Puppy parties

We currently offer free puppy socialisation party’s at the surgery, every Thursday morning between 10 & 11 am

This is a great opportunity for your puppy to meet and play with other puppies of various breeds and sizes, and to have that social interaction within a safe environment, especially if you have no other dogs at home or within your family for your puppy to interact with.

The parties are run by our nurses, who will be on hand with plenty of tips on; nutrition, behaviour, preventative health care and more socialising advice, but feel free to ask them anything that’s on your mind.

To attend, your puppy must have had their first injection,  be between 8 and 16 weeks of age and be fit and well, and he or she may bring a maximum of two family members along for the fun.

The parties must be pre-booked with our receptionist. Give us a call, email or pop in to register your interest, and we will ring you back to confirm your place.

If you cannot attend our parties but would like more advise on socialising, please see the section below. Alternatively, our nurses will be happy to help, they can offer free consultations if you would like to come to the surgery and get to know us, or simply phone 01443 430944

Puppy Socialisation and why it’s so important.

Socialisation is a process that exposes your puppy to as many different experiences of the world as possible.

It is important to really work hard to socialise your puppy between week 3 and 12, these weeks are the most vital as these are the weeks that puppies will approach anything without caution, after the 12 week mark anything that they have not seen they are likely to be cautious of so this is your time to shine!

How much is done between these weeks will often dictate how your dog copes with life as an adult dog, we all want a dog that we can take anywhere and isn’t scared of people, other dogs or the hoover! Puppies who have not been exposed to the world are often frightened and anxious, which in turn can lead to behavioural problems.

It is not a process that will give you the perfect dog but it will definitely build a happier confident dog that deals with other people, dogs and environments with ease and that is what we aspire to as owners.

Taking your puppy out and about is really the best way forward (once they have settled in with you).

Unfortunately, the vaccination course does not fully protect your puppy from infectious diseases until the age of 13 weeks, (or later depending on the age the puppy started the vaccination course), and as a general rule, we often start the course for our puppies between 6 & 8 weeks.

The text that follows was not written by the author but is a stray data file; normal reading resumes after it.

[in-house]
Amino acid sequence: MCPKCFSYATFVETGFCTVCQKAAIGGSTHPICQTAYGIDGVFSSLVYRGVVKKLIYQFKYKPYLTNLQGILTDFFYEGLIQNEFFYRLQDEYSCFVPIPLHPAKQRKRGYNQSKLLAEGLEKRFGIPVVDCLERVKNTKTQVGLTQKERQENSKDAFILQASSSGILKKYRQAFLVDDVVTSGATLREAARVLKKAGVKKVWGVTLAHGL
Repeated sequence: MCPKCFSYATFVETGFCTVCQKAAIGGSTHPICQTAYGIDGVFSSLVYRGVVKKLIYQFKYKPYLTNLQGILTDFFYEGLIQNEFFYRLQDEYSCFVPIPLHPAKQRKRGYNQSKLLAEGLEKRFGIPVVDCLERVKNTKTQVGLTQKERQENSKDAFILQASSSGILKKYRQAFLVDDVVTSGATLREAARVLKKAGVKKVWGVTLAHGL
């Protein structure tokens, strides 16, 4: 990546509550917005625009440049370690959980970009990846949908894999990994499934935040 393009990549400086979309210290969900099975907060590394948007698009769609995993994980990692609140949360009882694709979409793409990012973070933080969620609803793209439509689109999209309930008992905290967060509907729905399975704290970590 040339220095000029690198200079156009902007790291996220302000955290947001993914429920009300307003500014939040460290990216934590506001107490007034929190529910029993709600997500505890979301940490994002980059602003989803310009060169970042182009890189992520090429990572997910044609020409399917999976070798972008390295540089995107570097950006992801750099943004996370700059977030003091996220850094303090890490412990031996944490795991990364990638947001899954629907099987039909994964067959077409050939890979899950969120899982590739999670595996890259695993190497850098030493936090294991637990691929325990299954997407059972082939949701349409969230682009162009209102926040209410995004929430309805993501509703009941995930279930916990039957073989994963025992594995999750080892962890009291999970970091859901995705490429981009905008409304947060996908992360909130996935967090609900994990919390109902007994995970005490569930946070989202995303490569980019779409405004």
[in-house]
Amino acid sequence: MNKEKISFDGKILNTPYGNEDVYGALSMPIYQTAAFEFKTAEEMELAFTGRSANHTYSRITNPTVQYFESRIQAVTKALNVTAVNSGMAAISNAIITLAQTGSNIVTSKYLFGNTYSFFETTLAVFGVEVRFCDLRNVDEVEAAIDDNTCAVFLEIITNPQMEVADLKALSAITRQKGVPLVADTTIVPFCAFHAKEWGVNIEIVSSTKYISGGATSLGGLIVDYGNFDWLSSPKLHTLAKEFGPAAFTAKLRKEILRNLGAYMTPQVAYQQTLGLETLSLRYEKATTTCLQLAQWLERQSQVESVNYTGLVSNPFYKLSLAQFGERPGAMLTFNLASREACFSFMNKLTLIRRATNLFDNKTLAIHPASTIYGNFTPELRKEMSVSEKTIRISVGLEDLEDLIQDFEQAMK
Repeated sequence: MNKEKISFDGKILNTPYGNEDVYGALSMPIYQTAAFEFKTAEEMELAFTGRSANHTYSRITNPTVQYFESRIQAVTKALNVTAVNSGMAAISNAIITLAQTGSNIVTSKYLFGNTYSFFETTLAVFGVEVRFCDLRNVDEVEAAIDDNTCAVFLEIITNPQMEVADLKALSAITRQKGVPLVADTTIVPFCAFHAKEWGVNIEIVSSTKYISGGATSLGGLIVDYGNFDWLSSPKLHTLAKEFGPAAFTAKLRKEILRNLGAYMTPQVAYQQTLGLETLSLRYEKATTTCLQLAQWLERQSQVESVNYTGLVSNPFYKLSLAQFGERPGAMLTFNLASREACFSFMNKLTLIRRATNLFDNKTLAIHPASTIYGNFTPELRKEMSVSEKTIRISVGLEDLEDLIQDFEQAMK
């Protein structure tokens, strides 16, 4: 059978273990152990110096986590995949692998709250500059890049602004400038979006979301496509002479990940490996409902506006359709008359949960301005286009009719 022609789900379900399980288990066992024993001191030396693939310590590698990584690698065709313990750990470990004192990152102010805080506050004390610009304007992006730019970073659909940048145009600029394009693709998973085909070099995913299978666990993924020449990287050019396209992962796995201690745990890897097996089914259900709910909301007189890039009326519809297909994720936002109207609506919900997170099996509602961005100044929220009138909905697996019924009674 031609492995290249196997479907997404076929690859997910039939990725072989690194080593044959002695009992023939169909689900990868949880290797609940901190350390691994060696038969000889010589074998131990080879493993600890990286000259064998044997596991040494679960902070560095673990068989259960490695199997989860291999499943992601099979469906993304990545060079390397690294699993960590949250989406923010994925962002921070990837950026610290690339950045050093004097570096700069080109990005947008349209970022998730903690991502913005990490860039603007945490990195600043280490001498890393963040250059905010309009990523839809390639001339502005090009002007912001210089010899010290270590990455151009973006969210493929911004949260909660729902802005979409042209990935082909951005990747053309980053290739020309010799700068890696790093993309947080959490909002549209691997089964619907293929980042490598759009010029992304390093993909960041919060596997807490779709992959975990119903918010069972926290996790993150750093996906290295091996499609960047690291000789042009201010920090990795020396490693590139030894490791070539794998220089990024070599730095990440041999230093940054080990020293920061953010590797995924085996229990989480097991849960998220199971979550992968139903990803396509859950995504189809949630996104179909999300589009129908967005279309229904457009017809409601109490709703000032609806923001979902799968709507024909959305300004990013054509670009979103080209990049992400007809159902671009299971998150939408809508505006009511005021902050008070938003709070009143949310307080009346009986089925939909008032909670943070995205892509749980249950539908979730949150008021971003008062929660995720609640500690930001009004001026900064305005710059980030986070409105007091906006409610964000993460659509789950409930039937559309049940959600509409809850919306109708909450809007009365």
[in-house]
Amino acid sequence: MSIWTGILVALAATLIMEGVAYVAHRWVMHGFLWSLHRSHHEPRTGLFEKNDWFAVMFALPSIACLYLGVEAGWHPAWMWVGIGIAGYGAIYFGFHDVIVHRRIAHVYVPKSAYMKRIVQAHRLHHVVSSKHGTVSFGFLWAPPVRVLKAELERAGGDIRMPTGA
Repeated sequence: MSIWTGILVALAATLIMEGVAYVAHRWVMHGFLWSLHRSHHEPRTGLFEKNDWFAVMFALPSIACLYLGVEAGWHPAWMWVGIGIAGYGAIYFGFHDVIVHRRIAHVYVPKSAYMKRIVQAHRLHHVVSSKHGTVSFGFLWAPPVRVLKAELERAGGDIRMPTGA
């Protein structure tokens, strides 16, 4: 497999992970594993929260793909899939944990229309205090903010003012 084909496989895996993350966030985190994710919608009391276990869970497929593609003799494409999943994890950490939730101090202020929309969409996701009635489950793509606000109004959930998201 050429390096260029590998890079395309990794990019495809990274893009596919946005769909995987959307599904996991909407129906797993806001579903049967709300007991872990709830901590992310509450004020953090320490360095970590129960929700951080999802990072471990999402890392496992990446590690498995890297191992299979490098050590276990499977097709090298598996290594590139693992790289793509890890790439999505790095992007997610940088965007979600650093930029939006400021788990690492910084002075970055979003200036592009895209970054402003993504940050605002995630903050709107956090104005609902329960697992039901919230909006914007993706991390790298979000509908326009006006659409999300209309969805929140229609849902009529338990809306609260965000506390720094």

We now know that keeping your puppy in the house for a number of weeks can have a  detrimental effect on their ability to cope with later life. Whilst we cannot guarantee your puppy will not pick up a disease when they are out and about, there are ways of going out and about safely with your puppy between the first vaccination and the second vaccination, here are a few simple rules to follow.

  • Carry your puppy everywhere
  • Do not let your puppy interact with un-vaccinated dogs.
  • Do not take them to dog parks, or areas where a lot of dogs go.
  • Do not let them play in streams or rivers.

However, if you do not want to take a risk there are other ways of socialising your puppy indoors.

Of course, your puppy can use your garden (essential for toilet training) just make sure no other un-vaccinated dogs have access, and you clean up any cat mess (if any).

The Dogs Trust have a brilliant free download called ‘Sounds Sociable’ and it is designed to help puppies adapt to their new environments. The download covers a whole manner of sounds like; traffic, children and fireworks, it also comes with a free booklet on how and when to use the tracks. The download also has tips on how to settle a puppy into your home, how to deal with house training, play biting, and most importantly how to settle your puppy at night.

We would also recommend randomly shaking plastic bags or foil, having children around, wearing hats and glasses, even dancing around like idiots. These are just small things that can really help. If your puppy seems scared, try to ignore this behaviour (this can be really hard, but be brave!). Showing attention only reinforces that there is something to be scared of, dogs understand actions, not words… such as ‘it’s ok’.

Small trips around the block in the car are also really good, not only will your puppy get used to the traffic, the sound and the motion of the car, he or she won’t be under the impression that being in the car means coming to see us.

Also, a trip to a relative or friends house would be great as long as there are no un-vaccinated dogs at the house, interaction with different people and environments are an added bonus.

Should you need any other puppy advice please visit our dog advice page.

For your convenience we have put the ‘Sounds Sociable’ links below, just click to download.

Sounds Sociable downloads

sounds sociable booklet dogs trust

Sound Sociable Tracks